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Olivia Peterson made the drastic career shift from a librarian to taking classes in automotive collision repair back in 2020. The change has brought her a promising new career, and it also allowed her to win the gold medal at the SkillsUSA Collision Repair Technology national competition in Atlanta.
Peterson was one of three CLC students to compete in the state competition. The winners from each state competed in the national competition in June.
For the competition, students had to demonstrate their skills in plastic repair, metal repair, welding, structural analysis, a written test and mock interview.
Peterson liked competing, but she especially enjoyed meeting so many people with similar interests.
“At your own school, you sometimes forget there are other people doing the same thing,” she said. “Seeing other students like me taking their career seriously was a great experience. I made some good friends and connections out of it.”
After being strongly encouraged by her instructors to compete, Peterson is happy to enjoy the career benefits that come with being the winner.
“My name is now out there,” she said. “At the same time, it gave me a chance to evaluate my skillset. The competition tested typical things I do daily in my field.”
In a male-dominated field, Peterson is one of only a handful of women to ever medal in the Collision Repair Technology competition. She was happy to represent women in the trades when she stood on the podium.
“After two career changes, I found a job with purpose, helping promote women in trades,” she said.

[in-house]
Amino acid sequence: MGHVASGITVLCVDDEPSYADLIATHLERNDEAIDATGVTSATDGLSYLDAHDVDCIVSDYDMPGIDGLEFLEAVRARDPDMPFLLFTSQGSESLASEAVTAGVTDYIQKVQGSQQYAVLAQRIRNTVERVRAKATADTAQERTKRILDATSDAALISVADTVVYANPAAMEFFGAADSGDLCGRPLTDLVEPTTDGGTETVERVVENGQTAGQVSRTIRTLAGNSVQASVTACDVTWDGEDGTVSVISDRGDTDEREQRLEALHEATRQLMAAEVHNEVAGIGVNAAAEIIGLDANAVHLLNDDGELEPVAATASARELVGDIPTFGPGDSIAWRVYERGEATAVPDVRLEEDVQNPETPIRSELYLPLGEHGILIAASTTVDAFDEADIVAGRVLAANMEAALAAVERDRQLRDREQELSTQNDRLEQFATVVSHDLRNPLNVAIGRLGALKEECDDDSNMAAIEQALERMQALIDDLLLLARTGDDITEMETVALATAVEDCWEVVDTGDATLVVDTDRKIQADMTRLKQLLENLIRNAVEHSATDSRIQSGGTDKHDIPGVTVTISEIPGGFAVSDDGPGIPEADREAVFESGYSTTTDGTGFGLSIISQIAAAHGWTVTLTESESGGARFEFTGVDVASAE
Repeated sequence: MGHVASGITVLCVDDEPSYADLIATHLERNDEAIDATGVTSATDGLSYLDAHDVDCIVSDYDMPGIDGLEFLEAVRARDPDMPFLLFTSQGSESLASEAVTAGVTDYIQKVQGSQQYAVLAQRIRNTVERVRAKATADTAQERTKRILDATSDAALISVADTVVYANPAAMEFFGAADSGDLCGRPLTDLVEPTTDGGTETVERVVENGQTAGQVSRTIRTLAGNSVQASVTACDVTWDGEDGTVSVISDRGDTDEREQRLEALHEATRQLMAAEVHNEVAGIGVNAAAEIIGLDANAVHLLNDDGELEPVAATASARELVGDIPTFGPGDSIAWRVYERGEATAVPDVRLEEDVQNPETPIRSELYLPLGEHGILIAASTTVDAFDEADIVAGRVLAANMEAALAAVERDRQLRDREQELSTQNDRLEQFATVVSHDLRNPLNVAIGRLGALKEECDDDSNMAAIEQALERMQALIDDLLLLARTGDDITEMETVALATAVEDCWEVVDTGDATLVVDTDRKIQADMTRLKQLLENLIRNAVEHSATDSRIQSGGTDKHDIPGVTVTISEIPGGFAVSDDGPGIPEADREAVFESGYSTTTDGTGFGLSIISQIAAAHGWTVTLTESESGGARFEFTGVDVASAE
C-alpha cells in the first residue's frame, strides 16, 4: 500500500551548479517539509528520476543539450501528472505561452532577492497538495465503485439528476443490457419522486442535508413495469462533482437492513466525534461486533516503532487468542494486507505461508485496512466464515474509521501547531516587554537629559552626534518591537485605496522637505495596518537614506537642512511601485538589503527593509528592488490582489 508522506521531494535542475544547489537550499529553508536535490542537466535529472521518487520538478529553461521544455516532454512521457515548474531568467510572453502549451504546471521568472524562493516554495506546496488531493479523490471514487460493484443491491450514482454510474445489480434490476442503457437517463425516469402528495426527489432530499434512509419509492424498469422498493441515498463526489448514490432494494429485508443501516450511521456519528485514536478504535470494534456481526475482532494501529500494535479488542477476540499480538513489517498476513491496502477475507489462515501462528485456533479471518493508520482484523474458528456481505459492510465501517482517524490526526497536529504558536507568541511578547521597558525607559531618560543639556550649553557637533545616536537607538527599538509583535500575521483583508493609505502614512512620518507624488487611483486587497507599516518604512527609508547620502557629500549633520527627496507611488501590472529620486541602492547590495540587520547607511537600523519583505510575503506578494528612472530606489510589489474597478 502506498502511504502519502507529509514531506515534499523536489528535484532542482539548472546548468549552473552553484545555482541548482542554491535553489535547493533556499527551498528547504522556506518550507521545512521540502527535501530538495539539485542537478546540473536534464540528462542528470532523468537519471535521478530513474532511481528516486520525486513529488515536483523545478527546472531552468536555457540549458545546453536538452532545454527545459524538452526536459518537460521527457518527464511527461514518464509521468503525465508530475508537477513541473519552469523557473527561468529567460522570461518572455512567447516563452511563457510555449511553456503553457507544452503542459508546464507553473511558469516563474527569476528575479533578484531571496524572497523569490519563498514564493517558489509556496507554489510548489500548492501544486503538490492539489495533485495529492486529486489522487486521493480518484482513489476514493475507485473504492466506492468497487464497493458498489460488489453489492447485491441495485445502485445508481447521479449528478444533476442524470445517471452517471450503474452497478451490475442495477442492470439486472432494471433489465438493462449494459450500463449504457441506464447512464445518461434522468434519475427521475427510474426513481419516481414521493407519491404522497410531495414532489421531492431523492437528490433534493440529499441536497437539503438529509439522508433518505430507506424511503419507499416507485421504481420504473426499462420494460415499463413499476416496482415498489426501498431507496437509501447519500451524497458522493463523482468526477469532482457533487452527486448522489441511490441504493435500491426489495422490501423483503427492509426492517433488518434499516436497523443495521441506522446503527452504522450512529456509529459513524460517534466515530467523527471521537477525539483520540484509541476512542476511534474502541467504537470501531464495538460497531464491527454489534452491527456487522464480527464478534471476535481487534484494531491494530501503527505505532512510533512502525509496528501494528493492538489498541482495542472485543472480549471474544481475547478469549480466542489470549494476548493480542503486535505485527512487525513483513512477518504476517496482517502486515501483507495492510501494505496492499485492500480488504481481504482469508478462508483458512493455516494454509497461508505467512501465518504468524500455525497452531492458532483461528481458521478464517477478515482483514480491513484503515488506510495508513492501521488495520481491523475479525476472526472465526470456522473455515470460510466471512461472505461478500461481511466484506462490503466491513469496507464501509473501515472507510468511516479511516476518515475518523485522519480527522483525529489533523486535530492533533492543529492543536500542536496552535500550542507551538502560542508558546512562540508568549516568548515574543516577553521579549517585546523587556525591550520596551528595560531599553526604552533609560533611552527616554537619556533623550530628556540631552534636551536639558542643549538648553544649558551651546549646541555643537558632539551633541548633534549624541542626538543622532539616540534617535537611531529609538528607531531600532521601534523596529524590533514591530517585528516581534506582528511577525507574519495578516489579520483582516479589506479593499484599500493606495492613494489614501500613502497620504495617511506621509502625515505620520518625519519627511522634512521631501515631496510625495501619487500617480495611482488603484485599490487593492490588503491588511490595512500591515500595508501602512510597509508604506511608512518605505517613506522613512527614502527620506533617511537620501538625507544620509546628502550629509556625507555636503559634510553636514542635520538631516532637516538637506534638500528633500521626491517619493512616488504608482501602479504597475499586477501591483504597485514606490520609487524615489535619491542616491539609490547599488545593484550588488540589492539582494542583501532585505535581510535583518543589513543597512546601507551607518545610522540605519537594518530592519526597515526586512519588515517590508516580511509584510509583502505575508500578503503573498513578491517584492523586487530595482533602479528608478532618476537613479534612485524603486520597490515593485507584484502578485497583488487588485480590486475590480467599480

Peterson came to CLC as part of an apprenticeship pilot program in 2020. For the program, she spent the first half of each semester in the classroom full-time taking classes and the second half working as an apprentice in a body shop.
She credits this experience for her being able to practice her skills that helped win the competition.
“I had a spectacular mentor who helped me become who I am today,” Peterson said. “Having the theoretical background and hands-on experience, you have everything you need to be set up for any career you want.”
Peterson did her internship with Gerber Collision & Glass in Crystal Lake, and before graduating, was offered a full-time job and is currently working there.
Peterson’s instructor, Octavio Cavazos, was not surprised by her success at SkillsUSA after observing her performance in the classroom.
“Olivia excelled at both the hands-on and theoretical parts of the course,” Cavazos said. “She was inquisitive and always asked a lot of questions. Our program is designed and delivers the curriculum and hands-on skillset that allows our students to do the best they can do at SkillsUSA and in their careers.”
College of Lake County is a comprehensive community college committed to equitable high-quality education, cultural enrichment and partnerships to advance the diverse communities it serves in northeastern Illinois. Offered at three campuses in Grayslake, Vernon Hills and Waukegan or online, college classes are affordable and accessible to help each student achieve academic, career and personal goals. More than 70,000 students graduated with degrees and certificates since the college opened in 1969. College of Lake County is the only higher-education institution ranked among the top 15 best places to work in Illinois by Forbes and is a national leader in many areas, including sustainability and conservation.
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